If you’re not aware, Guru Nanak Dev Ji was this pretty cool guy who lived an amazing life and started this whole thing called “Sikhism.” In this book, Dr. Kirpal Singh explores the entire breadth of history surrounding the Janamsakhis – literally stories about Guru Nanak Dev Ji’s life. Where they came from, who put them together, who wrote which parts, and how the sikhs came to keep them in the form they are now. Here’s an excerpt to wet your tongue:
Janamsakhi literature; produced essentially to preserve the tradition of Guru Nanak, defies classification. The Janamsakhis are neither hagiographies1 nor biographies. In fact it is implicit within the word Janamsakhi that these are no more than compilations of anecdotes about the life of Guru Nanak. At best they can be called “anthologies of the stories told of his life.”2 One is sometimes inclined to place them at par with the four gospels, appearing at the beginning of the New Testament. The Sikh multitude revered the Janamsakhi as “good news” (Sakhis) of Guru Nanak. Like the four ‘Gospels’, the various Janamsakhis were initially not looked upon as rivals of each other but as parallel versions of the anecdotes concerning the life of Guru Nanak and were not written primarily in the interest of history in the modern sense of the word.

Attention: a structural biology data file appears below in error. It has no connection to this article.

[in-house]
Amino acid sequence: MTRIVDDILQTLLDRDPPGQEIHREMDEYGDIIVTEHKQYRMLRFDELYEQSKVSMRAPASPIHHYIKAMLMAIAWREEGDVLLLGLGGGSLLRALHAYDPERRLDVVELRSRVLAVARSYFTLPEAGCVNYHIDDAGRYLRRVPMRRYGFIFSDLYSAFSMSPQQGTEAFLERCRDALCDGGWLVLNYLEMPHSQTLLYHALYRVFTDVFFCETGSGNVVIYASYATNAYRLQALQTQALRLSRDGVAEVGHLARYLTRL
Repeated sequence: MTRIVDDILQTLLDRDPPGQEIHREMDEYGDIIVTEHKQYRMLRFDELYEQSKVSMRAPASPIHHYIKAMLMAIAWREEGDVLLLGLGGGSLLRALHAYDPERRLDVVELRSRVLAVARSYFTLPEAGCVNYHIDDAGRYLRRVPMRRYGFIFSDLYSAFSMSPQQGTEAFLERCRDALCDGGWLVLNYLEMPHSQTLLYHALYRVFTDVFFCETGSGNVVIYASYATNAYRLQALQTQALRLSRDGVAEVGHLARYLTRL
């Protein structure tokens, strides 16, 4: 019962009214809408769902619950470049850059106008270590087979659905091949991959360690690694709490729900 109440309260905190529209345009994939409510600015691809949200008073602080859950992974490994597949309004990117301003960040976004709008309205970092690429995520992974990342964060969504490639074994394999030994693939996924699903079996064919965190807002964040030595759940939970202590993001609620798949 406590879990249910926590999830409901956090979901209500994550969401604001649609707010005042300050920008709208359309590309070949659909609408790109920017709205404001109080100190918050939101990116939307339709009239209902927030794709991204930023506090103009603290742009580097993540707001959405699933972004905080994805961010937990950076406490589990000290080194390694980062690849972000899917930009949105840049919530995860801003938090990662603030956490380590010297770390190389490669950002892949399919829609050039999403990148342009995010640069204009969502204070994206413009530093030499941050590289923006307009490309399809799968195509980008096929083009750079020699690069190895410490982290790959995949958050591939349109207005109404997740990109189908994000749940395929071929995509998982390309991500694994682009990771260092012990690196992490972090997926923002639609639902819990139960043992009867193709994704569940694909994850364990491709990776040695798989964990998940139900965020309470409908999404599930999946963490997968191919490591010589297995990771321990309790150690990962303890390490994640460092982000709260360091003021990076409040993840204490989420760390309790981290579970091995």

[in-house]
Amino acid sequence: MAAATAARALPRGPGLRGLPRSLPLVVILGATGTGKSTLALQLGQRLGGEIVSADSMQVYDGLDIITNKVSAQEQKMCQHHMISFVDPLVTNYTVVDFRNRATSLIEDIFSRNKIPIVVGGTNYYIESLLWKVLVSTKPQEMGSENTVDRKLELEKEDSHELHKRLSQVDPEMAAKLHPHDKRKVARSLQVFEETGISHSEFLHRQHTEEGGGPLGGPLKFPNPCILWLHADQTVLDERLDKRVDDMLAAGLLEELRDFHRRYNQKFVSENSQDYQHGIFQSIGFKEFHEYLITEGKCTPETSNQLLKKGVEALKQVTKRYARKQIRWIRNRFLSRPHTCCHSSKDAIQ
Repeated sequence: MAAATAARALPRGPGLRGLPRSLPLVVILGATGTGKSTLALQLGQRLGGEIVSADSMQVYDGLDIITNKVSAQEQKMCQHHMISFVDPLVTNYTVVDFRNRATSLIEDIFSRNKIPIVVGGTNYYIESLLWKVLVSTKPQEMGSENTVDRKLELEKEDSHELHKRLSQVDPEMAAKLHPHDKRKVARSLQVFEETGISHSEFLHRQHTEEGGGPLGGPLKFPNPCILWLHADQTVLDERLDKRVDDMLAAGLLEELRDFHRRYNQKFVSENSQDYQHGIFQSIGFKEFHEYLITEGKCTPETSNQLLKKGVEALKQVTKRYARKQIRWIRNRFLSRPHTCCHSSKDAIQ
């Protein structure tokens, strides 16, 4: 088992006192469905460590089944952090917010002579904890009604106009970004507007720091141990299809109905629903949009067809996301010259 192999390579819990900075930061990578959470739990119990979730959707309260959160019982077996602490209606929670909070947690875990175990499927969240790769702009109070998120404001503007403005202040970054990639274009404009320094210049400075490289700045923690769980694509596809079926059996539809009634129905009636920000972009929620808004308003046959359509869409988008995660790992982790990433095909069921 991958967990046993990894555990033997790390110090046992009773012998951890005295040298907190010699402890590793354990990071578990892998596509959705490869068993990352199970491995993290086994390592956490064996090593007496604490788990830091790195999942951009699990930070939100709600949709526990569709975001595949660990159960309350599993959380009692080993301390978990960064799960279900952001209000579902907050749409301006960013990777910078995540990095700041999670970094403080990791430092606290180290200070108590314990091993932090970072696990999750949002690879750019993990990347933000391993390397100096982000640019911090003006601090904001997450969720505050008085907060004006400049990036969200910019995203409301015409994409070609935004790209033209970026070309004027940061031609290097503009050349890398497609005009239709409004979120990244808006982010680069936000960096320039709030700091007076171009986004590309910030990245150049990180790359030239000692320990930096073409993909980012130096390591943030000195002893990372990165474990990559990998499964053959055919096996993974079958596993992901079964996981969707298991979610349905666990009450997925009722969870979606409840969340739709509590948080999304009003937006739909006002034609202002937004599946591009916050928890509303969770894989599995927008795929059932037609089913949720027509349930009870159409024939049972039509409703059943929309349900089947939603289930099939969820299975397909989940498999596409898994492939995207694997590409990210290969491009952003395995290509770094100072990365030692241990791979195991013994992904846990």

Definitely worth a good looking over.
|Updated:||July 13, 2009|